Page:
Fundamental Wildland Fire Spread Research

Current operational fire behavior models are empirically based on fire spread through surface fuels and do not describe heating and combustion processes. Current physical models describe fire spread processes; however, the fire spread processes of heat exchange and ignition are assumed without an experimental basis. FFS researchers and collaborators have developed a program of research for understanding how fire spread occurs with a focus on live fuels and active crown fire. Specific fire dynamics research investigations include:

Please see the Downloads & Users Guide section for videos of our experiments.

Image: Convection heat transfer requires flames to contact adjacent fuels. Discontinuous fuels (e.g. shrub and tree canopies) require flames to extend across gaps between fuel clusters. The vertical flame wall with its high sample rate heat flux sensors (shown) and thermocouples are used to describe flame turbulence and thus the flame position and duration. Diffusion flames are produced using buoyantly neutral ethylene fuel gas.

Images

Convection heat transfer requires flames to contact adjacent fuels. Discontinuous fuels (e.g. shrub and tree canopies) require flames to extend across gaps between fuel clusters. The vertical flame wall with its high sample rate heat flux sensors (shown) and thermocouples are used to describe flame turbulence and thus the flame position and duration. Diffusion flames are produced using buoyantly neutral ethylene fuel gas.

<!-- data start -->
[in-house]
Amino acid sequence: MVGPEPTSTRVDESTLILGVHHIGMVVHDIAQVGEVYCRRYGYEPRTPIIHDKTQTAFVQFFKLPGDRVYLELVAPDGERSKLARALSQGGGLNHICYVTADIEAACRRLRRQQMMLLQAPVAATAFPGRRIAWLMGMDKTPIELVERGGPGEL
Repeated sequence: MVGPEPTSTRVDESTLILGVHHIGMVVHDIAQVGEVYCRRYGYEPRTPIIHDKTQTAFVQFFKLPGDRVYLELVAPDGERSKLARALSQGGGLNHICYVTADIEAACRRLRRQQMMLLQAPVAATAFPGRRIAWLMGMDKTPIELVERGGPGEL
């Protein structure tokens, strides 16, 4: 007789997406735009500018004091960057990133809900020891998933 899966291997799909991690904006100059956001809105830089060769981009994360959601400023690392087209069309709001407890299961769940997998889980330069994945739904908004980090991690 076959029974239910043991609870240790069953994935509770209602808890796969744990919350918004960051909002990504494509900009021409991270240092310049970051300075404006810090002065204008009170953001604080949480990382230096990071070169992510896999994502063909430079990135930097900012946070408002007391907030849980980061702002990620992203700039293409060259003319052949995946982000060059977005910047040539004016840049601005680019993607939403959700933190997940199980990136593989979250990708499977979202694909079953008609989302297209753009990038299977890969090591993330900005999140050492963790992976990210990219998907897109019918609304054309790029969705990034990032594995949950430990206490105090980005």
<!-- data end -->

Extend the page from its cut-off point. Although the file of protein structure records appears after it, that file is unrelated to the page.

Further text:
Audio and Video

Video file

Summary of buoyant dynamics observed in flames from laboratory wind tunnel burns.

Video file

Prescribed grass fire at Camp Swift Texas showing regular saw-tooth flame structures.

Video file

Burn 53, wind speed 0.335 m/s, flame length 0.6 m.

High speed video (300fps) of flame structure in cardboard fuel arrays burning in the large wind tunnel.

Video file

Burn 56, wind speed 0.955 m/s, flame length 0.4 m.

High speed video (300fps) of flame structure in cardboard fuel arrays burning in the large wind tunnel.

Video file

Burn 56, wind speed 0.955 m/s, flame length 0.4 m.

High speed video (300fps) of flame structure in cardboard fuel arrays burning in the large wind tunnel.

Video file

High speed video (300 fps) showing side view of coherent flame structures rolling forward of the fire front into un-ignited fuel particles.

Video file

Flow tracking analysis reveals flame movement in spreading fires.

Video file

CO2 and water vapor used to visualize vorticity over a heated plate.

Video file

Stationary ethylene gas burner showing flame dynamics and structure similar to spreading fires.

Video file

Vorticity patterns visualized by smoke behind the fire front.